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Gary Bennett talks about how a trip to Australia to play rugby enhanced his career. Replying to an advertisement in the weekly Rugby publication the Marist centre spent last summer playing rugby in the Northern Territory of Australia.
The benefits he has received from the off season training and playing has seen him burst on to the Invercargill club rugby scene. Playing for Marist in the combined competition he has been a dynamic player in the centres. With his goal kicking ability that he has worked on he has amassed a tally of 62 points so far this season, and is the leading point scorer in the competition.
He says that rugby over there was not of a particularly high standard but it had opened new horizons for him. Many of the backs played rugby league during the winter and went up to Darwin to play rugby to stay fit during the summer.
He went on to say the lifestyle was free and easy and it was great just going to play and train just wearing socks, boots and shorts. As the season went on he noticed a number of teams were bolstered by New Zealand forwards which increased the standard.
After only two or three weeks there he was selected in the Northern Territory side which was to play Queensland. He was listed as a reserve in the team and got on in the last ten minutes and marked Andrew Slack.
Later in the season the squad went on tour and Gary had a full time place in the team as centre. One of the teams he played against was a Gold Coast team which was coached by Southland representative Bos McGowan.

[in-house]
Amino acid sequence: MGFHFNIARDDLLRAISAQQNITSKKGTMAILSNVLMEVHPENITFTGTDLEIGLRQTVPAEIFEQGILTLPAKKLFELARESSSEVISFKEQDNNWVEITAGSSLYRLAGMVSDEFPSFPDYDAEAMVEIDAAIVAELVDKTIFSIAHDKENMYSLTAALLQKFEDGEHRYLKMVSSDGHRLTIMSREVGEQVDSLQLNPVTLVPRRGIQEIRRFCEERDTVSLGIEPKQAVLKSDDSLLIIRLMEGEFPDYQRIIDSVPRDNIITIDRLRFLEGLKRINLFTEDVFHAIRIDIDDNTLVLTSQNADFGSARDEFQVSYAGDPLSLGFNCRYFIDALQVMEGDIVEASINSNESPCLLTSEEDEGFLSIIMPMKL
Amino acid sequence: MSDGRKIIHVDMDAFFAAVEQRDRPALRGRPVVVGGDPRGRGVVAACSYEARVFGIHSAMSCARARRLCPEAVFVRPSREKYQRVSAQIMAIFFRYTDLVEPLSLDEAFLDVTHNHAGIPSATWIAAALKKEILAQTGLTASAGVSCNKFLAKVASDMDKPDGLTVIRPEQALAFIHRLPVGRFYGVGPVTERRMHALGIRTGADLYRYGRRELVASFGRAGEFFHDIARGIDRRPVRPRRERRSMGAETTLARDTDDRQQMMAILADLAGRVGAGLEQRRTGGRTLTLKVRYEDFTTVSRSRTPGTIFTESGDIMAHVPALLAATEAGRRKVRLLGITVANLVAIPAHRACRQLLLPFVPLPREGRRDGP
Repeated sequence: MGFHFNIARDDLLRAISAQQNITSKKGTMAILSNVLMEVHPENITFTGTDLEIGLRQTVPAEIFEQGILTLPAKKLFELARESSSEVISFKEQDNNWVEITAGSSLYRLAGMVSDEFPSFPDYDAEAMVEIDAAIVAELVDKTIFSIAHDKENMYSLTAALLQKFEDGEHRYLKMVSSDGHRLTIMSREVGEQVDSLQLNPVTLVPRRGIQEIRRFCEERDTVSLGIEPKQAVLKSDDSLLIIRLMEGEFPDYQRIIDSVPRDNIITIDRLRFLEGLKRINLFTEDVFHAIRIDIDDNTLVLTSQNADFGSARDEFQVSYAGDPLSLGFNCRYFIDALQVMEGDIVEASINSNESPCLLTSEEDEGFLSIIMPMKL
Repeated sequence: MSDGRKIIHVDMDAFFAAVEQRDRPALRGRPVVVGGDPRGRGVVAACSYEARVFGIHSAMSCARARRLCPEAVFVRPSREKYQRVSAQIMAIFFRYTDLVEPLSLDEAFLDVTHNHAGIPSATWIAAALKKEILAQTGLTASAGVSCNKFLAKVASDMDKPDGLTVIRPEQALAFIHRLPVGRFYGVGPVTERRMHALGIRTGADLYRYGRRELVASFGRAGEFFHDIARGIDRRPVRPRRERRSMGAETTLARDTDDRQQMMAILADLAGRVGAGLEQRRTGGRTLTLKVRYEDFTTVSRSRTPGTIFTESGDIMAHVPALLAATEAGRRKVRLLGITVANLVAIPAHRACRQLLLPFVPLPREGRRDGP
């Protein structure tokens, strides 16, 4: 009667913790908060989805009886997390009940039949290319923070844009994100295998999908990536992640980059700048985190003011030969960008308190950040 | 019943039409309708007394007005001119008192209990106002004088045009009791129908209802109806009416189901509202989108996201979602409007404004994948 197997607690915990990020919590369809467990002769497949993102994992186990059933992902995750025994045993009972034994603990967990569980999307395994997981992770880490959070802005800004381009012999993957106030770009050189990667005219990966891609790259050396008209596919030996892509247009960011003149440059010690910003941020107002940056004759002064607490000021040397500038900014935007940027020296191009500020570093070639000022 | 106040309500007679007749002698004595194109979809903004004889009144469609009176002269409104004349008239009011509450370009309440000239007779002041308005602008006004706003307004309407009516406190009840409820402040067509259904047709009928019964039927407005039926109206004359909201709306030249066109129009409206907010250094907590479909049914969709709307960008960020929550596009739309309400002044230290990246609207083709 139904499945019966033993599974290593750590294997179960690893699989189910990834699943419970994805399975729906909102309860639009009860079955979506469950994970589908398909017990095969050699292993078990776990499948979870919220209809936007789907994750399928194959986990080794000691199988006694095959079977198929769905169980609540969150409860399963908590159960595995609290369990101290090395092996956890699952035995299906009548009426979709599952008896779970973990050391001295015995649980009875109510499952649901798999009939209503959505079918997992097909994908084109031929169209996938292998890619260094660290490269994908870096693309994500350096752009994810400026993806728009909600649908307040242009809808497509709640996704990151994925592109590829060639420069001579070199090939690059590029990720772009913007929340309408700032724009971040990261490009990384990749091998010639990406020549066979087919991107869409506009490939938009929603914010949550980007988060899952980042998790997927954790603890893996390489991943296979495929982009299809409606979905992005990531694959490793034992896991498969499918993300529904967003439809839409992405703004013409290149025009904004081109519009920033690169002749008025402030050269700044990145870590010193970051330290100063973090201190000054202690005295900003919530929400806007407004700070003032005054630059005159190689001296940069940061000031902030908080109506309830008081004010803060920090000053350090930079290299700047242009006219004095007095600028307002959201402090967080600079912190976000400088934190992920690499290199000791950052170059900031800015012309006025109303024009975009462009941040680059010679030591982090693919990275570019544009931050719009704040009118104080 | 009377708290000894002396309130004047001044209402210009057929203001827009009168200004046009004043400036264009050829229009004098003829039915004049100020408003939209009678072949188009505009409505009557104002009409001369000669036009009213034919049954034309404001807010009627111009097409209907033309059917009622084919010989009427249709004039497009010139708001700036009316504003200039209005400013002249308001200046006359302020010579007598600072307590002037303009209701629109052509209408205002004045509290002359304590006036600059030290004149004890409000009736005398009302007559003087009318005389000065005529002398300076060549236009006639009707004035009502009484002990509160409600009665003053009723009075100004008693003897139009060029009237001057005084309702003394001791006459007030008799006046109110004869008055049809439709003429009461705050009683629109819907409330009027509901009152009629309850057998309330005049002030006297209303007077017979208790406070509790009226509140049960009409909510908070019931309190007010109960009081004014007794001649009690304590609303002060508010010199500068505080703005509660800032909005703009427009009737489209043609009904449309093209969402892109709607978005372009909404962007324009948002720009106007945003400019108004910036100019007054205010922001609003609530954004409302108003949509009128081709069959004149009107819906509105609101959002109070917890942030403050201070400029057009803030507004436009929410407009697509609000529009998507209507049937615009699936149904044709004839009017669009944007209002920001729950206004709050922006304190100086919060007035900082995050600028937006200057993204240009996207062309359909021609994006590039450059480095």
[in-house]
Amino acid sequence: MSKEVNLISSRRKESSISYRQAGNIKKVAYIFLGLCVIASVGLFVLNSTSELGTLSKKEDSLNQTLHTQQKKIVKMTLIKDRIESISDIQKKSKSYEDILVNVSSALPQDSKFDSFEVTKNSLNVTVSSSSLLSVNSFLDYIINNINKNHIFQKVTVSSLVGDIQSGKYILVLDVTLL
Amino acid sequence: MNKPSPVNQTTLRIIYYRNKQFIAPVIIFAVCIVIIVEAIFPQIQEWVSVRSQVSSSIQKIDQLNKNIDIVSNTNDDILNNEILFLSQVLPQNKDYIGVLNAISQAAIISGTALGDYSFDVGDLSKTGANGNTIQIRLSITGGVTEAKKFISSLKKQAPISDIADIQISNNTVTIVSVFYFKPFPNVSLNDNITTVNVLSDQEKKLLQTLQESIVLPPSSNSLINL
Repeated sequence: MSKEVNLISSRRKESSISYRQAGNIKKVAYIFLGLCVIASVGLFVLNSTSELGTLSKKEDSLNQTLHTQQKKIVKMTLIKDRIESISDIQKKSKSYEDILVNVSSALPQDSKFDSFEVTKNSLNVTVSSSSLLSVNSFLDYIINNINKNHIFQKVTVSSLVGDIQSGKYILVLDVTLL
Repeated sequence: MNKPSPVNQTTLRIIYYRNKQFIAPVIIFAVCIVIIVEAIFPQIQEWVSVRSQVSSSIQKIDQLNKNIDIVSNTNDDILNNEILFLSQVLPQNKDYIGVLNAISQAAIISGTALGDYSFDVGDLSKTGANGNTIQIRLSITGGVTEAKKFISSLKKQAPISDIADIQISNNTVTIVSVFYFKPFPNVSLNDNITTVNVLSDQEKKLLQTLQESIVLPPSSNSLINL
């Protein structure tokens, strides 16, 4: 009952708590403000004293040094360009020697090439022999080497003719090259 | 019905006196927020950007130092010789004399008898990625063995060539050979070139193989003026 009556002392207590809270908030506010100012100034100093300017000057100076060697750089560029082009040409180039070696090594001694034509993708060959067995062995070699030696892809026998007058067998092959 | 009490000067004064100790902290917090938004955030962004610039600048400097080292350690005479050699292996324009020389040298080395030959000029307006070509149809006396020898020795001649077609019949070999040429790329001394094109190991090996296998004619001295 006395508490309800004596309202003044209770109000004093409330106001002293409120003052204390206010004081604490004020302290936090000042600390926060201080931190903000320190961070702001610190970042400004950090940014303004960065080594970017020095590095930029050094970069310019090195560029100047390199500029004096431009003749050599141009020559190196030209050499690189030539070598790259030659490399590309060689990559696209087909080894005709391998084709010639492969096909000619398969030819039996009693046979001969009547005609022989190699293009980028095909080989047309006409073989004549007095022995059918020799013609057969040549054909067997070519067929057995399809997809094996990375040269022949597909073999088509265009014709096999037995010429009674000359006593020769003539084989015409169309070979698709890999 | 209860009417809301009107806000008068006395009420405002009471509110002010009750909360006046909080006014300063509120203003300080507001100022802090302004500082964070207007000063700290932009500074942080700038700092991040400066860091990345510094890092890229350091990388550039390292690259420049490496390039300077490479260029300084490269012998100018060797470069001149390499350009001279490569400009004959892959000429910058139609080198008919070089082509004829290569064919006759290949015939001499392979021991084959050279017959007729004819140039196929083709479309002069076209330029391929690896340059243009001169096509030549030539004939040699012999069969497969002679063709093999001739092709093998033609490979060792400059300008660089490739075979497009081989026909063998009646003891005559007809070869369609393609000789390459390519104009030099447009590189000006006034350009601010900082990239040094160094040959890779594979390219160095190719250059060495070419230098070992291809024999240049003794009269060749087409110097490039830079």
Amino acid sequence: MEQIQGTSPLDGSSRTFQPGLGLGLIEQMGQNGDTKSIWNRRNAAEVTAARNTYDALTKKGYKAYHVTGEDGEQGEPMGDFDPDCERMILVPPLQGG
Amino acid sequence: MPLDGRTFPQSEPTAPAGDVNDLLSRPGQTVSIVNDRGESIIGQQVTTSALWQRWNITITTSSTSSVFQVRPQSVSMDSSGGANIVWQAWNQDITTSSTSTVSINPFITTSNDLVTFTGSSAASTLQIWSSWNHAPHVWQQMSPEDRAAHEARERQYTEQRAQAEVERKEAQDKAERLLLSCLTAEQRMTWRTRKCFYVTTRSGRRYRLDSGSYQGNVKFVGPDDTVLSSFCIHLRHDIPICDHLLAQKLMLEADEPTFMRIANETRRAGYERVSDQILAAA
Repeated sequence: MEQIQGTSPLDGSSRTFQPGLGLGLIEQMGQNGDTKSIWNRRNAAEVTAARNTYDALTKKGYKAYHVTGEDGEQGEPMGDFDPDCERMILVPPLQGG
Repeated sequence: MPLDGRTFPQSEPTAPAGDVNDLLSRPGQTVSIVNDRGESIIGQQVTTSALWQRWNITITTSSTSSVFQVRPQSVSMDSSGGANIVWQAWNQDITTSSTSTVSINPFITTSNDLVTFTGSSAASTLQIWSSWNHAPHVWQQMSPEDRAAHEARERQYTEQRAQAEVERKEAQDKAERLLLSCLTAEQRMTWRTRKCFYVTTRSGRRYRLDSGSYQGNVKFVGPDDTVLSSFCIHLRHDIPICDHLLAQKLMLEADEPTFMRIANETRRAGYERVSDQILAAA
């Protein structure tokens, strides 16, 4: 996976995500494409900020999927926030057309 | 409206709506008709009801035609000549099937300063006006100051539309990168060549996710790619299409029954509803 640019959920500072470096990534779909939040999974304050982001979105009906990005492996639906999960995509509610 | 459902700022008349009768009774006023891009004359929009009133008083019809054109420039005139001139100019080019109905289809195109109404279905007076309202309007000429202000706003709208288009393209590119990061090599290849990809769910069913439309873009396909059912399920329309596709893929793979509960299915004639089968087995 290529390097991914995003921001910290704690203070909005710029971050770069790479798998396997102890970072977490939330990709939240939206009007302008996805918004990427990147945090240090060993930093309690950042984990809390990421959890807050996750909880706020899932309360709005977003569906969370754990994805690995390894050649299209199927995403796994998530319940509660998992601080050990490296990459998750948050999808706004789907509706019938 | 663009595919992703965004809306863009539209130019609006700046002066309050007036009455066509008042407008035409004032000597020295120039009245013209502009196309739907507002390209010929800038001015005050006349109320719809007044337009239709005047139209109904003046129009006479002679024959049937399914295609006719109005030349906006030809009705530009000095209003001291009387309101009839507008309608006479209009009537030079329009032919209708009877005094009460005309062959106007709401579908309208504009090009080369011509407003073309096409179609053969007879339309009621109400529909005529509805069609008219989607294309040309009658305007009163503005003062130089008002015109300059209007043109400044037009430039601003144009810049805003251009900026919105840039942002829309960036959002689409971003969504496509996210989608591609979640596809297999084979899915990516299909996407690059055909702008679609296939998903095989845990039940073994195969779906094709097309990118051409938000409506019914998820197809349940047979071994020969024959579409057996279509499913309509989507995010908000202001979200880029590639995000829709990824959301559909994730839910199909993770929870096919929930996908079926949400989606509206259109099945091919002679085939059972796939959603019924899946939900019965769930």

It was while he was on this tour that he decided to give his goal kicking a serious go and with a lot of practice and the fact that the sand that is bought on the field helped his style and that is why he now builds a big mound before kicking for goal.
He is heavier now than he has ever been at 13st 3lb and is fitter and faster.
Southland born, Gary lived his first 11 years in Tuatapere but did not make his presence felt until his family shifted to Queenstown and made his way in Otago rugby.
He went to St Kevins school in Oamaru and was there for five years before leaving in the 7th form.
The last three years saw him playing in the first XV where he played initially on the wing and moved to centre. He was coached by Paul Boyd at the college and really enjoyed this time of his rugby career.
He returned to Queenstown where he played club rugby and was selected for the Otago juniors.
In 1977, his now Marist club mate, Peter Dunne asked him to shift to Invercargill and play for Marist and made the move as he knew some of the players from school days.
He lost his confidence through having a number of injuries, one being a broken jaw and decided to take a month off, and it was just after this that he decided to move to Australia.
At 22 years of age he would be one of the fast athlete around, where he has an impressive record, and this of course has flowed over to the rugby field.
He has a wind assisted time in the 100 M of 10.7 sec. He has won national junior titles and still holds a few Otago records.
He went on to say that the 1978 Marist team would be one of the best he has played in and he is really enjoying the combined competition.
Frank Mason is a great coach and he feels because he is a forward coach he lets the backs virtually do their own thing which is working really well.
A recent game against Invercargill saw Bennetts scored first with a penalty goal, but it did not take long for Invercargill to equal then go ahead, but Bennetts saw an opportunity that let him run 40M to score a try after making the perfect intercept.
He gives full credit to Peter Hughes, who he said is an incredible captain and gets the team stirred up, on this particular day, although Invercargill won they did not have it all their own way and neither will any other teams if they give away penalties.
Reference: The Southland Times May 1978
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